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SJTU Research Group Found New Strategies for Antitumor Therapy

February 03, 2021      Author:

Recently, the latest research result of the team led by Associate Professor Yang Xuanming from SJTU School of Life Sciences and Biotechnology, titled "A chimeric antigen receptor with antigen-independent OX40 signaling mediates potent antitumor activity", was published on the website of Science Translation Medicine, an internationally renowned journal, and was labeled as recommended paper. The research found the antigen-independent OX40 signaling for the first time, which provides an applicable strategy for CAR-T optimization and overcoming the challenges in solid tumors treatment. Assoc. Prof. Yang Xuanming is the corresponding author; doctoral students Zhang Huihui and Li Fanlin from SJTU and Chief Physician Cao Jiang from Xuzhou Medical University are the co-first authors. Shanghai Longyao Biotechnology Co., Ltd. is responsible for the preparation of CAR-T for clinical treatment.

The researchers engineered a new type of CAR-T cell with costimulatory signal that was activated independently from the tumor antigen to recapitulate physiological stimulation of second-generation CAR-T cells. By comparing 12 kinds of costimulatory receptors, the researchers found that 20BBZ-OX40 CAR-T cells containing OX40 costimulatory receptors show superior proliferation ability, anti-apoptotic ability, and antitumor ability compared to BBZ CAR-T cells that are widely used in clinical treatment. Both anti-depletion ability and tumor killing ability have been improved. These characteristics have led to enhanced therapeutic efficacy in preclinical mouse tumor models and in patients with metastatic lymphoma. Their findings provide an alternative option for CAR-T optimization with the potential to overcome the challenge of treating solid tumors.

This work was funded by the National Key Research and Development Program (2016YFC1303400), the National Natural Science Foundation of China (81971467 and 81671643), and SJTU Science and Technology Innovation Special Fund.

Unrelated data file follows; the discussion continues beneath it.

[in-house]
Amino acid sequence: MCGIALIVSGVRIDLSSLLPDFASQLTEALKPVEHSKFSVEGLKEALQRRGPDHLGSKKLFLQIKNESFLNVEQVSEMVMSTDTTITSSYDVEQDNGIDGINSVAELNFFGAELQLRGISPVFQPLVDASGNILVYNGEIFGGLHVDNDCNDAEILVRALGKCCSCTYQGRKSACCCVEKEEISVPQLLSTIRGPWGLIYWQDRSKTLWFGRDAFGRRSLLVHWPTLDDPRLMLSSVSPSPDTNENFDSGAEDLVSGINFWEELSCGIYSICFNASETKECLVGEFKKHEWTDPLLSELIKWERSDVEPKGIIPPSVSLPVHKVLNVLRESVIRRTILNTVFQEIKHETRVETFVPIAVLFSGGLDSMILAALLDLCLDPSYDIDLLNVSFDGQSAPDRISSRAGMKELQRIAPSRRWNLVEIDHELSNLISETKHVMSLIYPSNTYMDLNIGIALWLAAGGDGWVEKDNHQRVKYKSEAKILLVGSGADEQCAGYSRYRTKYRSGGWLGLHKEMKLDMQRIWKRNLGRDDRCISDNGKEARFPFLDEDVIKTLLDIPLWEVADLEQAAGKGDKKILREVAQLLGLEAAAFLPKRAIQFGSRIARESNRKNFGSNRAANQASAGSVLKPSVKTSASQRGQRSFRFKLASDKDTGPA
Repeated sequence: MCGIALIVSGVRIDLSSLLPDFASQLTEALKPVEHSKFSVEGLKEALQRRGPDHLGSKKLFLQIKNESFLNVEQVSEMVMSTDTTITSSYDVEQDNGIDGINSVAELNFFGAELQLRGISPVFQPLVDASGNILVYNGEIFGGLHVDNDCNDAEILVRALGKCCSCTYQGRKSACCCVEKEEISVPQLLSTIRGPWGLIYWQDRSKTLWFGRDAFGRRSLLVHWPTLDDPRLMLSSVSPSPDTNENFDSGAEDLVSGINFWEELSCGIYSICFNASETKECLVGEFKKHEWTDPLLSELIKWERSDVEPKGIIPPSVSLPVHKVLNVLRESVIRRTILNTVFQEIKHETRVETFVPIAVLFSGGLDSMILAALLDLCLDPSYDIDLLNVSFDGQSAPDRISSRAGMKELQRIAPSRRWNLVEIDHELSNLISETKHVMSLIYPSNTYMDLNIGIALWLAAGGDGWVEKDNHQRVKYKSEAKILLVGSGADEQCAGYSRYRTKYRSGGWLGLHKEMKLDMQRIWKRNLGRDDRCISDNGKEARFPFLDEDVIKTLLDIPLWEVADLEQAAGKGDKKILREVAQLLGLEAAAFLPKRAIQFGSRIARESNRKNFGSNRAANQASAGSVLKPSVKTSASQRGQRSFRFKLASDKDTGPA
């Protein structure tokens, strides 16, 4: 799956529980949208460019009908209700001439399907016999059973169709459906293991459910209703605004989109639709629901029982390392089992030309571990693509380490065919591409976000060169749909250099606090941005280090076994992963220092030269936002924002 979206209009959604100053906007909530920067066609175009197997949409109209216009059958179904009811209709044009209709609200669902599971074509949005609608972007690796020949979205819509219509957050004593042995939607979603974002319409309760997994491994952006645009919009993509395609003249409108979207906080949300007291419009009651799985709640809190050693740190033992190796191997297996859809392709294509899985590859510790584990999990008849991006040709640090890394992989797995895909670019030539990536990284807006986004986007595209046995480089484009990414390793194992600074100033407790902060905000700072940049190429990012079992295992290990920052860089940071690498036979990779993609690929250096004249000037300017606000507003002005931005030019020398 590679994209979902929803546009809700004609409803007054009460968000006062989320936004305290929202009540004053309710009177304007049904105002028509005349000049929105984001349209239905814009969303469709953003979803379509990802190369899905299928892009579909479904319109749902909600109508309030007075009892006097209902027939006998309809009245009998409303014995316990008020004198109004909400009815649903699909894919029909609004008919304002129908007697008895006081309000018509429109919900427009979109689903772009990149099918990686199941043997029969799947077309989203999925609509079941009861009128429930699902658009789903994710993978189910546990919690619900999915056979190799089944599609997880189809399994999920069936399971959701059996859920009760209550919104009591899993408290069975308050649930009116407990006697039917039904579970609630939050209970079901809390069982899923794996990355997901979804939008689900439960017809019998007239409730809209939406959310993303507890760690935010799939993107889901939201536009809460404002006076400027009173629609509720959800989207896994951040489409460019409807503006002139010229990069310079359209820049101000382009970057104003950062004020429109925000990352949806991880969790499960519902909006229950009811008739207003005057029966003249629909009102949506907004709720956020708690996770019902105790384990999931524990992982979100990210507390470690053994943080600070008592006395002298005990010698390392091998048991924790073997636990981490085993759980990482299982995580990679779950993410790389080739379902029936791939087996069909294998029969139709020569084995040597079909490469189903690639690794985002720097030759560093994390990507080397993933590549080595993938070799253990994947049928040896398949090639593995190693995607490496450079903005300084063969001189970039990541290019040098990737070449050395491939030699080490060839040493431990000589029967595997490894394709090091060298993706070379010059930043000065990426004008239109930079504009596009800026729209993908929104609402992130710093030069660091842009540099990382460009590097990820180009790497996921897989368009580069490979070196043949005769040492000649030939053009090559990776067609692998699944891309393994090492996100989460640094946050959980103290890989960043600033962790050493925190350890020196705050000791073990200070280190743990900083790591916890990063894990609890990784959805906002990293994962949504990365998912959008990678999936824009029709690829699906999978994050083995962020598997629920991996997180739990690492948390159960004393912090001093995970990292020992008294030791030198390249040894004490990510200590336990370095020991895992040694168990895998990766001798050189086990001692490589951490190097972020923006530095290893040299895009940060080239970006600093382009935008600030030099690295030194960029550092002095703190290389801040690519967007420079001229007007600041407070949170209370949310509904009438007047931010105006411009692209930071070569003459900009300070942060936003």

Source: School of Life Sciences and Biotechnology

Translated by Fu Jing

Proofread by Xiao Yangning, Fu Yuhe

 

ABSTRACT:

Although chimeric antigen receptor (CAR)-modified T cells have shown great success in the treatment of B cell malignancies, this approach has limited efficacy in patients with solid tumors. Various modifications in CAR structure have been explored to improve this efficacy, including the incorporation of two costimulatory domains. Because costimulatory signals are transduced together with T cell receptor signals during T cell activation, we engineered a type of CAR-T cells with a costimulatory signal that was activated independently from the tumor antigen to recapitulate physiological stimulation. We screened 12 costimulatory receptors to identify OX40 as the most effective CAR-T function enhancer. Our data indicated that these new CAR-T cells showed superior proliferation capability compared to current second-generation CAR-T cells. OX40 signaling reduced CAR-T cell apoptosis through up-regulation of genes encoding Bcl-2 family members and enhanced proliferation through increased activation of the NF-κB (nuclear factor κB), MAPK (mitogen-activated protein kinase), and PI3K-AKT (phosphoinositide 3-kinase to the kinase AKT) pathways. OX40 signaling not only enhanced the cytotoxicity of CAR-T cells but also reduced exhaustion markers, thereby maintaining their function in immunosuppressive tumor microenvironments. In mouse tumor models and in patients with metastatic lymphoma, these CAR-T cells exhibited robust amplification and antitumor activity. Our findings provide an alternative option for CAR-T optimization with the potential to overcome the challenge of treating solid tumors.